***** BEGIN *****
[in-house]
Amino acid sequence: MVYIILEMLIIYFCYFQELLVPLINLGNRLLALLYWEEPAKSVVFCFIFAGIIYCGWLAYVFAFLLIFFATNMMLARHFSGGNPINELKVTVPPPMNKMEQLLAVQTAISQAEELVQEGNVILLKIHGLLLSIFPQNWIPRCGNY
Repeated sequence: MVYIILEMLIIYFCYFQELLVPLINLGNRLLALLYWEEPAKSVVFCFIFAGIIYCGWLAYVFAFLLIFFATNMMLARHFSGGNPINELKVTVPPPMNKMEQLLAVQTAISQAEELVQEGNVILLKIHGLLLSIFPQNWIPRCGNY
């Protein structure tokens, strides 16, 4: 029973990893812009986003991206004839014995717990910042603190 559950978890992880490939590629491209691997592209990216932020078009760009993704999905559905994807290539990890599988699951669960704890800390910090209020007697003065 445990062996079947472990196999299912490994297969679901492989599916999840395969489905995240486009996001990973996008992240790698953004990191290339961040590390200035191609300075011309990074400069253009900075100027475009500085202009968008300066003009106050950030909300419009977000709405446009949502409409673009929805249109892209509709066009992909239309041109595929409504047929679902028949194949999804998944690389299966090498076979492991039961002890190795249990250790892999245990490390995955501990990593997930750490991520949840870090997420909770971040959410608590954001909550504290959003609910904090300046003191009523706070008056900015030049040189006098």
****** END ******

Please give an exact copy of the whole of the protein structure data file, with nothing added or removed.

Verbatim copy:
[in-house]
Amino acid sequence: MVYIILEMLIIYFCYFQELLVPLINLGNRLLALLYWEEPAKSVVFCFIFAGIIYCGWLAYVFAFLLIFFATNMMLARHFSGGNPINELKVTVPPPMNKMEQLLAVQTAISQAEELVQEGNVILLKIHGLLLSIFPQNWIPRCGNY
Repeated sequence: MVYIILEMLIIYFCYFQELLVPLINLGNRLLALLYWEEPAKSVVFCFIFAGIIYCGWLAYVFAFLLIFFATNMMLARHFSGGNPINELKVTVPPPMNKMEQLLAVQTAISQAEELVQEGNVILLKIHGLLLSIFPQNWIPRCGNY
């Protein structure tokens, strides 16, 4: 029973990893812009986003991206004839014995717990910042603190 559950978890992880490939590629491209691997592209990216932020078009760009993704999905559905994807290539990890599988699951669960704890800390910090209020007697003065 445990062996079947472990196999299912490994297969679901492989599916999840395969489905995240486009996001990973996008992240790698953004990191290339961040590390200035191609300075011309990074400069253009900075100027475009500085202009968008300066003009106050950030909300419009977000709405446009949502409409673009929805249109892209509709066009992909239309041109595929409504047929679902028949194949999804998944690389299966090498076979492991039961002890190795249990250790892999245990490390995955501990990593997930750490991520949840870090997420909770971040959410608590954001909550504290959003609910904090300046003191009523706070008056900015030049040189006098």